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Bloomberg Consumer Comfort Index Increases after Significant Fall

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The Bloomberg Consumer Comfort Index

The Bloomberg Consumer Comfort Index is a future-looking index that gives Wall Street an idea about how confident consumers are in regards to the future of the economy. This information is also very important because consumer confidence in the economy determines the ratio of saving and spending in a household budget.

If the index is declining, consumers may be worried about higher unemployment or increases in inflation that are higher than wage increases. This may force them to save more and spend less, which is a bad sign for any company in the SPDR S&P Retail ETF (XRT). Let’s have a look at how the index has performed since 2010.

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The recent state of the index

The Bloomberg Consumer Comfort Index rose to 40.7 in the week ended August 9, 2015. It increased 0.99% from the week before and 10.5% on a YoY (year-over-year) basis. This figure is good news for department stores like Macy’s (M) and Sears (SHLD), which have been seen struggling in the recent earnings season. The apparel sub-sector also sees this as a positive sign. This sub-sector includes retailers like L Brand (LB) and Urban Outfitters (URBN).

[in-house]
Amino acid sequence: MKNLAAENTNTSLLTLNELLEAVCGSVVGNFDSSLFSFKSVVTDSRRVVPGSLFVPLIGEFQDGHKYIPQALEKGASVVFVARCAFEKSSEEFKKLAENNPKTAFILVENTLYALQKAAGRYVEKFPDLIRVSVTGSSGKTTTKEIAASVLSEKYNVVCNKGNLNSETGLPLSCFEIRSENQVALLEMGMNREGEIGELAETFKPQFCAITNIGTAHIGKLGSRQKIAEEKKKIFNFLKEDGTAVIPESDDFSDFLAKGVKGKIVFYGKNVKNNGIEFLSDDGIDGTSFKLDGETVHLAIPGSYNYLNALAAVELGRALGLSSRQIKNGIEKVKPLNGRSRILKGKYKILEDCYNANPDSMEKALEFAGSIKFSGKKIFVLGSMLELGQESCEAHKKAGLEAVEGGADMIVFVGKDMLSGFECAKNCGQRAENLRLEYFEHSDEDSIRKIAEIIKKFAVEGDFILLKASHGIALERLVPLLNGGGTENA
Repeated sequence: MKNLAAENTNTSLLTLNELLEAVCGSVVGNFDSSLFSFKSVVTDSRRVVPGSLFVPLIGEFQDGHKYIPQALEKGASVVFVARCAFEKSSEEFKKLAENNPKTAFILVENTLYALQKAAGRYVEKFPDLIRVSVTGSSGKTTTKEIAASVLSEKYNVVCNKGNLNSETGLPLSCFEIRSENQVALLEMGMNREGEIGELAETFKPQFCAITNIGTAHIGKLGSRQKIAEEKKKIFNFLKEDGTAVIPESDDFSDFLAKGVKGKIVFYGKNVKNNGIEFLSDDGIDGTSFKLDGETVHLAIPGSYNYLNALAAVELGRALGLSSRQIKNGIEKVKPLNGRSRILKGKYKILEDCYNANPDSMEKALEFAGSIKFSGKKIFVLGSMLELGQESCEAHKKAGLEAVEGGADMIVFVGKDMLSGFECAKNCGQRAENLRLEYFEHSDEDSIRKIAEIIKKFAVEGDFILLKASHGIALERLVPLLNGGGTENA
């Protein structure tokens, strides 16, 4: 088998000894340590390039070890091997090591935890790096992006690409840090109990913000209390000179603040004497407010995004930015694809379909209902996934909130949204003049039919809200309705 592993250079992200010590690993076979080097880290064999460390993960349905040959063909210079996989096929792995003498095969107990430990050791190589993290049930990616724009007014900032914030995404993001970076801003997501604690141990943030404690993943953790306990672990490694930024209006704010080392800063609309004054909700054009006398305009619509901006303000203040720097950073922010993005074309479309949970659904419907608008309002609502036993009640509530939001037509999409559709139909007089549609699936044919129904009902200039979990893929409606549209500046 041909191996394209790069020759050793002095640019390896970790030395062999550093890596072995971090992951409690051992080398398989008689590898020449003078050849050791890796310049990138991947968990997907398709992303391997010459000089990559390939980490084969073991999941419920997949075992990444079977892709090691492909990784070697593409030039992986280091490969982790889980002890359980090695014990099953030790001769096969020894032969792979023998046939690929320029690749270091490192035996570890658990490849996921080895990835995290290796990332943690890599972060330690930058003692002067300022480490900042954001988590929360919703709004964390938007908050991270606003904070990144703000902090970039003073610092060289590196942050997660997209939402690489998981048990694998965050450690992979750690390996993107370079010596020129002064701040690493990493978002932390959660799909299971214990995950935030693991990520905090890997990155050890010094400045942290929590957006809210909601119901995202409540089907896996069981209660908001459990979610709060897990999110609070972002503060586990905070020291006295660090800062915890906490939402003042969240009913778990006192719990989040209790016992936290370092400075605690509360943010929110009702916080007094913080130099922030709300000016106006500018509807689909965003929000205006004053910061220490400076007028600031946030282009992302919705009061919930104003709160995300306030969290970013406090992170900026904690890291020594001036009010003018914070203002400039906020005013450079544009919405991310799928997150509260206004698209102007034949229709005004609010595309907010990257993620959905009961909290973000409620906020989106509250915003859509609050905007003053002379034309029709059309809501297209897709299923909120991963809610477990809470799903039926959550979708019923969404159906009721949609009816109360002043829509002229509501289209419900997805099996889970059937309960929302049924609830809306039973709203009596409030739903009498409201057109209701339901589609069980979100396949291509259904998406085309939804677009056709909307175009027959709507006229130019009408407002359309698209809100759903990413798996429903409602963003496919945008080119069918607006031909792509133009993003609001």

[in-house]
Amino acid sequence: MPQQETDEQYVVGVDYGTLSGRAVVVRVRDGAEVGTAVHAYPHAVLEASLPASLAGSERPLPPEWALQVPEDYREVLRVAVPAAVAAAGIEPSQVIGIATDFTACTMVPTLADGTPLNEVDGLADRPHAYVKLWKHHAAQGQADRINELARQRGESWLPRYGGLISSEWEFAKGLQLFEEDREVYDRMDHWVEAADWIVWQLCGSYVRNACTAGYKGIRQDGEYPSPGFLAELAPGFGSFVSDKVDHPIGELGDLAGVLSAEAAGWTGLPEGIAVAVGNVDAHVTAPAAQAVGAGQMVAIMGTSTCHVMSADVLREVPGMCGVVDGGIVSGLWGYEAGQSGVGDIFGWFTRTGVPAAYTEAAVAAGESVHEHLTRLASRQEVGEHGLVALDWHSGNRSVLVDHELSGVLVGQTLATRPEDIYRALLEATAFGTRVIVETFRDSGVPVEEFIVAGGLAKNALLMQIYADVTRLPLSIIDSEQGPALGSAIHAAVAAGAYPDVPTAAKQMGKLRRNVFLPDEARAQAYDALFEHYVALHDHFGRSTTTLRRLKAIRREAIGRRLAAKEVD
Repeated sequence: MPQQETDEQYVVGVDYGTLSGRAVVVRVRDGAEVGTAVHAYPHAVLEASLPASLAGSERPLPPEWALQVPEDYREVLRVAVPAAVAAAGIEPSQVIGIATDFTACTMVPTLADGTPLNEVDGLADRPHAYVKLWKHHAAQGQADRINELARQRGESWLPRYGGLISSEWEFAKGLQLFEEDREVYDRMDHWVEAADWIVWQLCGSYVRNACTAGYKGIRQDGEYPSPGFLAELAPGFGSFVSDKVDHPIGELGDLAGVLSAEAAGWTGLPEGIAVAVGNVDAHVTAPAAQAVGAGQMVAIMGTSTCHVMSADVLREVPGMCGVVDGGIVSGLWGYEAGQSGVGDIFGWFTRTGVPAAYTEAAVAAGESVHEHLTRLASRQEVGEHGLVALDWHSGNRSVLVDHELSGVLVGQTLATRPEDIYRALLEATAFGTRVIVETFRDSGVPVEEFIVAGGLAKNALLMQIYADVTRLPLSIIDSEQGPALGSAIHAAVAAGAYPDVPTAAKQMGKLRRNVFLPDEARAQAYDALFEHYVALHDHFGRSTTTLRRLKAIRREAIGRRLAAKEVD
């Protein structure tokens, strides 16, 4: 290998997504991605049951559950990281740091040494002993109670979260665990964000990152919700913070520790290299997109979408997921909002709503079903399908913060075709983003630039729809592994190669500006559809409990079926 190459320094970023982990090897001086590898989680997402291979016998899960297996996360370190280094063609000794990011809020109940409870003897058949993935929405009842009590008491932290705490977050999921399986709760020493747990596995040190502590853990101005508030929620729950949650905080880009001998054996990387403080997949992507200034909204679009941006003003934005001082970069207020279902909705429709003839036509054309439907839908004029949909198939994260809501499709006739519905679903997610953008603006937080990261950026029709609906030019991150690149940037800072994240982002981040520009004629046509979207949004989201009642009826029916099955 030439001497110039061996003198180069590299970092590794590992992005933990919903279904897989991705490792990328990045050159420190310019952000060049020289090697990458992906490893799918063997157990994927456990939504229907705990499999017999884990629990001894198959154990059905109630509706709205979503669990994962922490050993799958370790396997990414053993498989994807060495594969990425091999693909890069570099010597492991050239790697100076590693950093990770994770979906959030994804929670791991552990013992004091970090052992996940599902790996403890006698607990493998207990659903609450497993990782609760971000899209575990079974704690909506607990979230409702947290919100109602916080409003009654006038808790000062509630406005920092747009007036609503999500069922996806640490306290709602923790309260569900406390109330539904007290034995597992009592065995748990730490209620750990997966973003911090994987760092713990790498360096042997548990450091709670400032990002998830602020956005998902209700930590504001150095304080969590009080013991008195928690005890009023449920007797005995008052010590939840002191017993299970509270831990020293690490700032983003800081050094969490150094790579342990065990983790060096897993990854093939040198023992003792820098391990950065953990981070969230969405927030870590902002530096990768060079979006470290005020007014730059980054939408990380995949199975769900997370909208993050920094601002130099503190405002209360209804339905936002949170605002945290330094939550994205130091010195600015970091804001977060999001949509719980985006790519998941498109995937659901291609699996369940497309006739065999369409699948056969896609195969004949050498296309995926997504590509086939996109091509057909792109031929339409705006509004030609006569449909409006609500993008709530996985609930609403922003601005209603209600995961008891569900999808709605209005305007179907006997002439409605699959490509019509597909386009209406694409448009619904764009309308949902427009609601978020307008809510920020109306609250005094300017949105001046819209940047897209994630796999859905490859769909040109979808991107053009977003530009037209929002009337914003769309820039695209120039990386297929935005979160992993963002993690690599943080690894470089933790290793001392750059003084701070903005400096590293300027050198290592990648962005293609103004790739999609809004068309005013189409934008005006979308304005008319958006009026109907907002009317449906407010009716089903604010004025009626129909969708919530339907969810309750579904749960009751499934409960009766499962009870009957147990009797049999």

If consumer confidence stays strong, the back-to-school season may boost retail sales even further. However, it is too early to reach a conclusion about the direction of consumer confidence, as the world economy has been quite volatile recently and we could see these numbers sway in any direction in the future.

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